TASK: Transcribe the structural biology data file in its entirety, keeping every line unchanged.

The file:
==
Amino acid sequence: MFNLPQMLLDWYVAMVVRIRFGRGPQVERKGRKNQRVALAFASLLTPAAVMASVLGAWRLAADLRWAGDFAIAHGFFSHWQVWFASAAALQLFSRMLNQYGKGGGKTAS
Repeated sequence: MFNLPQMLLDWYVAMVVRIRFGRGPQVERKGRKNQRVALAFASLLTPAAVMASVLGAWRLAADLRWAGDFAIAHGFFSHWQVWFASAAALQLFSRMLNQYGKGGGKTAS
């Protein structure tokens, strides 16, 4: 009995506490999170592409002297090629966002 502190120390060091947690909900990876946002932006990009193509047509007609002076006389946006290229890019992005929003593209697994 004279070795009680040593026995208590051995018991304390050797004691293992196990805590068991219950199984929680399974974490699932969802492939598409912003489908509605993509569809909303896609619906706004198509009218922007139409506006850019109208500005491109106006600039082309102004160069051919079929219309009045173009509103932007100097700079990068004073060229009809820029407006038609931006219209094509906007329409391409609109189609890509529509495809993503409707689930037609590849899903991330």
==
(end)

Amino acid sequence: MFNLPQMLLDWYVAMVVRIRFGRGPQVERKGRKNQRVALAFASLLTPAAVMASVLGAWRLAADLRWAGDFAIAHGFFSHWQVWFASAAALQLFSRMLNQYGKGGGKTAS
Repeated sequence: MFNLPQMLLDWYVAMVVRIRFGRGPQVERKGRKNQRVALAFASLLTPAAVMASVLGAWRLAADLRWAGDFAIAHGFFSHWQVWFASAAALQLFSRMLNQYGKGGGKTAS
């Protein structure tokens, strides 16, 4: 009995506490999170592409002297090629966002 502190120390060091947690909900990876946002932006990009193509047509007609002076006389946006290229890019992005929003593209697994 004279070795009680040593026995208590051995018991304390050797004691293992196990805590068991219950199984929680399974974490699932969802492939598409912003489908509605993509569809909303896609619906706004198509009218922007139409506006850019109208500005491109106006600039082309102004160069051919079929219309009045173009509103932007100097700079990068004073060229009809820029407006038609931006219209094509906007329409391409609109189609890509529509495809993503409707689930037609590849899903991330």